Wind gusts over 50 MPH occur 3 or more days per month for 7 months of the year. June is usually the quietest month and December, January and February have 5.0 days each of winds over 50 MPH. The Maximum wind gust during this period was 83 MPH, but every month had gusts of 60 MPH or over.
The wind direction is very important to local fishermen and mariners. Since travel and work at sea depends upon favorable wind conditions, wind direction will determine where a fisherman can fish or where he can travel by sea. Calm winds (no direction) in Cold Bay are observed only 2% of the time. The graph to the right shows the mean wind direction frequency in % for Cold Bay, the nearest reporting station.
The two primary wind directions the year around for the Unimak area are southeast and its opposite, northwest. This is because this area is in the storm track of the Aleutian low pressure cells that pass by from west to east with great frequency. As a storm approaches our area from the west, the wind sets in from the southeast and builds in intensity. Then, if the storm passes by to the north of Unimak, the winds veer towards the southwest and then west, and as the storm leaves the area, winds blow from the northwest and then start diminishing. If the storm center passes to the south of Unimak, there is a backing windshift, starting with southeast, then backing to east, northeast and finally northwest as the storm center moves away.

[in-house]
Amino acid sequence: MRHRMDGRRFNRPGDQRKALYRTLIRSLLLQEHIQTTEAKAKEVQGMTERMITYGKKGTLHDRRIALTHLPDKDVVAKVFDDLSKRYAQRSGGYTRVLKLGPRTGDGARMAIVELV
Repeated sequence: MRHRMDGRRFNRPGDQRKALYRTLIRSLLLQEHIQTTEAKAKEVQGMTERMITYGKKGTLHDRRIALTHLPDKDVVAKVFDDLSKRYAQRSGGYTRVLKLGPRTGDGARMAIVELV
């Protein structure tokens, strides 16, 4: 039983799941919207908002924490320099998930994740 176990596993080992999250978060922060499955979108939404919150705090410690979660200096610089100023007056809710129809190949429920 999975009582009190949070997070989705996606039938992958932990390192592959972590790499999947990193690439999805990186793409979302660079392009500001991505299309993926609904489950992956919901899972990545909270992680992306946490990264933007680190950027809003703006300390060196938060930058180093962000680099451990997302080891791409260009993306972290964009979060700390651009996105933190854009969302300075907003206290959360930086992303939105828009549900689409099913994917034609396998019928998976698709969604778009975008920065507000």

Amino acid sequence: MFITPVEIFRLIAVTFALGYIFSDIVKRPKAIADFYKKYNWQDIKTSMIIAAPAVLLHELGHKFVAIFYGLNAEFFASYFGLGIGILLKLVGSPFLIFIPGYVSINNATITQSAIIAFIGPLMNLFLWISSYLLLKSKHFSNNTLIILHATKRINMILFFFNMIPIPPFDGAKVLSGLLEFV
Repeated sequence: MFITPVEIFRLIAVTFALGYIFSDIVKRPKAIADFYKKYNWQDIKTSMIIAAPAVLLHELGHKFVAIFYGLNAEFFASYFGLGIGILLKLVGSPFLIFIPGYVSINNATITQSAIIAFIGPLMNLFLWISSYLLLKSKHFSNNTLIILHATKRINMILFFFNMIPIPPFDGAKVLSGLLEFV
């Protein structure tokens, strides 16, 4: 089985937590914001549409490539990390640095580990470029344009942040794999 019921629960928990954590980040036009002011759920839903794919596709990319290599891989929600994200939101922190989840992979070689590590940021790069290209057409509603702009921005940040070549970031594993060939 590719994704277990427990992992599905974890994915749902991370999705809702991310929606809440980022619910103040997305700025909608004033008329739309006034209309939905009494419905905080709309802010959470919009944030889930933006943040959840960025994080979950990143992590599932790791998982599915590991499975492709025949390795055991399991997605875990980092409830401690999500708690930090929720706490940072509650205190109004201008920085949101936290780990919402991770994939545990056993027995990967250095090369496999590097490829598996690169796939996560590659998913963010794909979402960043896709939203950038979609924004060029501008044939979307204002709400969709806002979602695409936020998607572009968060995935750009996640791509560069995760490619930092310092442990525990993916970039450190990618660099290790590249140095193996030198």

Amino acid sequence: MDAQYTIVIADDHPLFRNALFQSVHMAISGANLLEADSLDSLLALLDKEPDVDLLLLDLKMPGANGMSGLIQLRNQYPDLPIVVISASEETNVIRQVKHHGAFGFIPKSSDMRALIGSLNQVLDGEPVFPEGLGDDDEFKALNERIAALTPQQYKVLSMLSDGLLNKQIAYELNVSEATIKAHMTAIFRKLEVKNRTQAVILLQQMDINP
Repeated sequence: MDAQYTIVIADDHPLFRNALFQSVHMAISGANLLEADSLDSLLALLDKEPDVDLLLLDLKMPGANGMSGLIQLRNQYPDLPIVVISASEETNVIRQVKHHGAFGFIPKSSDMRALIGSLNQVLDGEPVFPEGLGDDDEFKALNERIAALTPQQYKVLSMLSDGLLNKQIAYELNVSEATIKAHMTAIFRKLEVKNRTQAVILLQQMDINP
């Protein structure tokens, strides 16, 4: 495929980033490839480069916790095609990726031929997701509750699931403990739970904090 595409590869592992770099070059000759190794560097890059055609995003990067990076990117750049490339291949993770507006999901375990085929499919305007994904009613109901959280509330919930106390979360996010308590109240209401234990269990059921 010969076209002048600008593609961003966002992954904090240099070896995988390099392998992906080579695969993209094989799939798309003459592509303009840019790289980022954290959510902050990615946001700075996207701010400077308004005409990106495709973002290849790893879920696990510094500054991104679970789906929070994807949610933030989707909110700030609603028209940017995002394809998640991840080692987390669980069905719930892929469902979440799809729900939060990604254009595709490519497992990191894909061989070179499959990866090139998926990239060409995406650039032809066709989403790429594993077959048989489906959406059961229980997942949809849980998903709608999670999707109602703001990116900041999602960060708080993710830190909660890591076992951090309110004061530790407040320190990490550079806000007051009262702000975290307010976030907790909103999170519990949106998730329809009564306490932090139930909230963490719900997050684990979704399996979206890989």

Travel by sea in the Unimak area with its many bays, channels, points and passages is only possible by fishermen when the wind direction and wind intensity are favorable. Certain bays, like Urilia Bay, become unfishable during times of strong westerly winds. Westerlies often occur in the fall, as shown in the wind direction rose for September. Easterly winds are relatively uncommon. Southwest winds are also infrequent, but when they occur they can have great intensity.
Weather data, both graphic and numeric, for the Unimak area & Cold Bay can be accessed here.
Click here for a numeric table of various weather parameters, including wind, for Cold Bay.
Animated monthly wind direction graphs can be seen here.
Weather forecasts for the Unimak area can be accessed on the Internet here.
2) Hubbard, Bernard R. "Cradle of the Storms", Dodd, Mead & Co, 1935.
See photo of boat in ice in Ikatan Bay on the False Pass/Isanotski Strait page of this website.
5) Black, Lydia T. "History and Ethnohistory of the Aleutians East Borough", Limestone Press, 1990. (False Pass Chapter)
Western Regional Climate Center: http://www.wrcc.dri.edu/cgi-bin/cliMAIN.pl?ak2102